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Baltimore crime fight meets battle of pessimism vs. optimism

That the mayor of Baltimore and the new police commissioner want to establish a "war room" approach to curtailing the surge of shootings and killings — that, during another of our crazy-bloody weekends, they called a Sunday evening news conference to announce it — was optically effective. It looked good. It conveyed a sense of urgency that we haven't seen for a while.

But this is Baltimore, where the default attitude about seeing a drop in violent crime is set between painfully cautious optimism and bleary-eyed pessimism. For how many years have we been hearing that Charm City is one of the most violent in the country? There were years when total crime declined across the board, but the homicide number hardly budged.

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When the annual homicide count finally dropped below 200 for the first time in three decades — that was in 2011, and Fred Bealefeld was police commissioner — Baltimore was still one of the deadliest cities in the nation. The number of killings dropped that year, but by then so had the city's population.

So even when a particular policing strategy — or something in the municipal water supply — led to a decrease in killings, we only semi-celebrated the news. We have been "per capita among the deadliest" for a long time.

It might not be so if Baltimore did not have surges of shootings — waves of killings, horrific weekends like the one we just saw. You can look it up and find the phenomenon almost every year.

For instance, there was a stretch in the fall of 1994 with 46 killings in 41 days, many of them related to drug dealing in the city's Eastern police district. And you don't have to go back that far to find such surges and spikes. I just happened to come across that fact while researching a shooting case from the early 1990s, in years when annual homicides topped 300. Back then, the violence — fueled by crack cocaine — seemed really out of control.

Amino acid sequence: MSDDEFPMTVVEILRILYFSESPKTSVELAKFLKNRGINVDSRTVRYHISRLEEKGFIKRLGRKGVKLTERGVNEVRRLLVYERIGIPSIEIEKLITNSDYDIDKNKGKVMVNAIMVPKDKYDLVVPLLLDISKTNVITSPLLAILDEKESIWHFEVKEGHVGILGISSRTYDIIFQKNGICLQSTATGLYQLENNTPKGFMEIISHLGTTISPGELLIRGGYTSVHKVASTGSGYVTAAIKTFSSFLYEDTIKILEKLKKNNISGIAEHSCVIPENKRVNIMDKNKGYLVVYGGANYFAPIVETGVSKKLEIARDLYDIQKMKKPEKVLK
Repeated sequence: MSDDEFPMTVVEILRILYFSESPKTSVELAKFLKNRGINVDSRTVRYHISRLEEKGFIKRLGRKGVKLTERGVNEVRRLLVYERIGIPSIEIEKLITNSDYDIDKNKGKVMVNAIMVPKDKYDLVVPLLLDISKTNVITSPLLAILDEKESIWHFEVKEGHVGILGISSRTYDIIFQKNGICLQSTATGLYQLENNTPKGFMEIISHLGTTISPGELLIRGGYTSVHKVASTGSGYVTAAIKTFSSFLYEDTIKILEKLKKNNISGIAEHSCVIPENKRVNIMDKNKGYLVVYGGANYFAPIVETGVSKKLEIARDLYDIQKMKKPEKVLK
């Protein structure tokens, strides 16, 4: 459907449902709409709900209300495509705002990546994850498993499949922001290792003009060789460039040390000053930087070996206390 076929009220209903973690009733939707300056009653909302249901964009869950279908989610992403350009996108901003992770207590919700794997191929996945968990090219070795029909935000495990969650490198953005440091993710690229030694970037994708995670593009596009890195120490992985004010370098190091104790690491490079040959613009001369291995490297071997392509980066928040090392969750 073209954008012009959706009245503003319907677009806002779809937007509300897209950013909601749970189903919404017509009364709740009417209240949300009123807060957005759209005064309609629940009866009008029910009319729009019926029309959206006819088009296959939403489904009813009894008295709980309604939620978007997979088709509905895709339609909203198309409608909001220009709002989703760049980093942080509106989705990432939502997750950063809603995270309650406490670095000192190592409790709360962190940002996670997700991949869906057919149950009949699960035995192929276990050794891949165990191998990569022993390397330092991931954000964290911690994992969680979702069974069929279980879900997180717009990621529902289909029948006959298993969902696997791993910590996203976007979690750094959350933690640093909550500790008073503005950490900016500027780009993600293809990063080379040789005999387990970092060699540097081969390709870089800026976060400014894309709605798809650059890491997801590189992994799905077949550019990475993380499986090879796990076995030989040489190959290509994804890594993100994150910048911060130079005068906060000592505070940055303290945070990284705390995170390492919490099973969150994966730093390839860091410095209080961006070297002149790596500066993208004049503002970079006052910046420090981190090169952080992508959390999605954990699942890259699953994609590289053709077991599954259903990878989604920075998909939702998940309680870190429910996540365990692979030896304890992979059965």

I don't remember what the police strategy at the time was. It seemed to be a shrug more than anything.

Then came the O'Malley years and the mass arrests from zero-tolerance policing. The overall crime numbers dropped significantly during that time. But what wasn't measured is what we've seen since the death of Freddie Gray: the toll all those arrests took on the relationship between police and the citizens who lived closest to the zero-tolerance effort and the war on drugs.

Still, in 2006, the year O'Malley was elected governor of Maryland, the city had 273 homicides, making it the second-deadliest large city in the country, behind only Detroit.

Things changed when Sheila Dixon became mayor and Leonard Hamm became police commissioner. They both said that the city "cannot arrest its way out of this problem" and that a community-policing approach was needed to win back public trust in many neighborhoods.

But in 2007, an election year, Dixon fired Hamm, during a homicide surge — sound familiar? — and Bealefeld took over.

Bealefeld pushed a strategy of targeted enforcement and an emphasis on "bad guys with guns." The homicide numbers started to drop again. Still, even during Bealefeld's tenure, there were insane surges of shootings. On one Sunday night in 2009, 18 people were shot, two of them fatally.

What makes the current surge different is its place in a sequence of events — the death of Freddie Gray after he sustained injuries in police custody, the public's angry response to Gray's death, the riot of April 27, followed by the arrests of six officers in connection with Gray's death.

Then comes the surge of shootings across the city, a drop in arrests and a statement by the leader of the police union that cops are "more afraid of going to jail for doing their jobs properly than they are of getting shot on duty."

So a citizen is left with big questions: Is the surge in violence happening because cops aren't making arrests? Are cops not making arrests because they're afraid of how those arrests will look on someone's cellphone camera? Or are they standing back because most of them do not live in the city and really don't care what happens here? Is this a protest? Is this the rank and file's way of saying, "You want us to back off, we'll back off"? Is this how the Fraternal Order of Police got rid of Anthony Batts as commissioner?

Pardon the cynicism, and consider the circumstance. We have seen surges of killings in Baltimore before, but this one comes midst the high tension created by the Freddie Gray case, civil unrest, a police department in disarray, a mayor at odds with the police union and a city election looming.

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But while we have a real mess on our hands — the worst I've seen in nearly 40 years of covering Baltimore — we also have a new (or interim) commissioner, Kevin Davis, who brings a fresh sense of urgency to a problem that has persisted in Baltimore over decades: surging, ebbing, spiking, dropping, surging, and driving other commissioners from office.

I hope the mayor leaves the man alone to do the job as I heard him describe it last week — targeted enforcement of violent repeat offenders (Bealefeld's "bad guys with guns"), community policing and restoring trust with citizens.

I'll leave the dial set between good ol' cautious optimism and utter pessimism.

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